Ryanair share price continues strong recovery as budget airline confirms increase in order for grounded Boeing Max jets

Published On: December 4, 2020Categories: Stocks & Shares3.4 min read

The Ryanair share price gained over 3% yesterday to hit an 18-month high, after the Irish budget airline announced an increase in its order of Boeing 737 Max jets. Another 1.3% has been added during early trading this morning, taking the company’s valuation above £16 billion.

Ryanair has weathered the Covid-19 storm of 2020 far better than budget rival Easyjet and is now worth more than it was at the start of the year, despite passenger numbers being decimated and losses recorded. However, investors clearly view the company as being in a strong position to capitalise on the deeper woes of rival airlines, such as imperilled national carriers budget peers left in a weaker financial position.

Easyjet’s share price is still over 40% off its February high, before the pandemic inspired sell-off hit stock markets.

Ryanair holdings

Ryanair’s increased commitment to the 737 Max is a boost for Boeing, with the aircraft grounded since the spring of 2019 after two crashes that killed 346 people happened within 5 months. It was taken out of service while potential technical flaws were investigated.

Ryanair, however, clearly has confidence in the model and has agreed to acquire 210 new aircraft instead of its original order for 135. The original order for 135 jets was supposed to have been fulfilled last year but was delayed after the model was taken out of service 20 months ago.

Last month U.S. regulators approved the Boeing 737 Max for a return to the skies and Ryanair has put its trust in the diligence of their safety assessment process. Boeing’s share yesterday soared by 6% on news of the increased order, to reach a post-pandemic high of $237.20. Other international regulators are also expected to pass the model for a return to service over the next several weeks.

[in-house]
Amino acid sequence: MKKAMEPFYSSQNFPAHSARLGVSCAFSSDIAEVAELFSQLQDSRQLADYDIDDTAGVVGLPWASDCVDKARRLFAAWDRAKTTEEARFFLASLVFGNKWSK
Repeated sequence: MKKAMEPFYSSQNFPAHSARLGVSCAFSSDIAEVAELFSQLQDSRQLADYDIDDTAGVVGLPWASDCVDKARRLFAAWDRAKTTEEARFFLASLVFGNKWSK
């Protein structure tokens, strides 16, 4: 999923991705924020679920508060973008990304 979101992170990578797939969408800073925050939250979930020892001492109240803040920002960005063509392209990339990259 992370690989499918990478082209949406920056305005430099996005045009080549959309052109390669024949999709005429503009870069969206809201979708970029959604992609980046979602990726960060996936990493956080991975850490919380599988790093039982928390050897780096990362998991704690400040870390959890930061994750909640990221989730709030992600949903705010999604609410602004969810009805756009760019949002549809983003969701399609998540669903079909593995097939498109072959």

Ryanair is believed to have struck a hard bargain, having negotiated compensation for the delay to its original order and a ‘modest’ discount on the 75 new aircraft added to the contract. The total value of the deal is around $22 billion, working out at a little over $100 million per jet. However, market analysts believe that once all compensation and other discounts have been factored in, Ryanair is unlikely to be paying even $50 million per jet, a huge discount on their list price.

Michael O’Leary, Ryanair’s outspoken chief executive, yesterday complained the discount on the extra jets “should have been bigger”, in a buyer’s market. But few investors will take that as an admission Boeing got the better of the deal. They will be confident the American aerospace company’s margins on the aircraft are likely to be far lower than they would have liked and O’Leary has leveraged his company’s strong position.

Ryanair already negotiated ‘launch customer pricing’, when agreeing to be among the first major buyers of the new Max model back in 2014. Boeing will now accelerate deliveries, with Ryanair taking ownership of all 210 new aircraft by the end of 2024.

The first of the new aircraft to be delivered will be based at Ryanair’s Stansted hub, its largest. They will operate the airline’s most popular routes to Spain and Portugal. Mr O’Leary is also confident the model’s history will not be a factor for Ryanair’s passengers. When asked if he was worried some passengers might refuse to fly on a 737 Max, his response was curt:

“There won’t be many. In fact there won’t be any.”

In his typical straight-talking manner he added that any passengers who did not wish to board a Max were welcome to wait for the next non-Max flight to their destination. And it is unlikely the new jets will bear the ‘Max’ name, which looks like it is being quietly dropped in favour of ‘Boeing 737 8200’. Mr O’Leary is unconcerned with the name change, remarking:

“I don’t care what they call it as long as people are buying our low fares.”

He is confident the additional 8 seats per plane the 737 offers, which will reduce fuel costs per seat by 16%, will prove a “gamechanger”, allowing Ryanair to reduce ticket prices even more.

Mr O’Leary believes Ryanair will bounce back strongly next year, forecasting passenger number of between 95 million and 130 million over the financial year between March 2021 and March 2022, thanks to pent up demand. By 2025-26, he expects Ryanair to be carrying 200 million passengers. Pre-Covid, that total was expected to be reached 2 years earlier.

About the Author: Jonathan Adams

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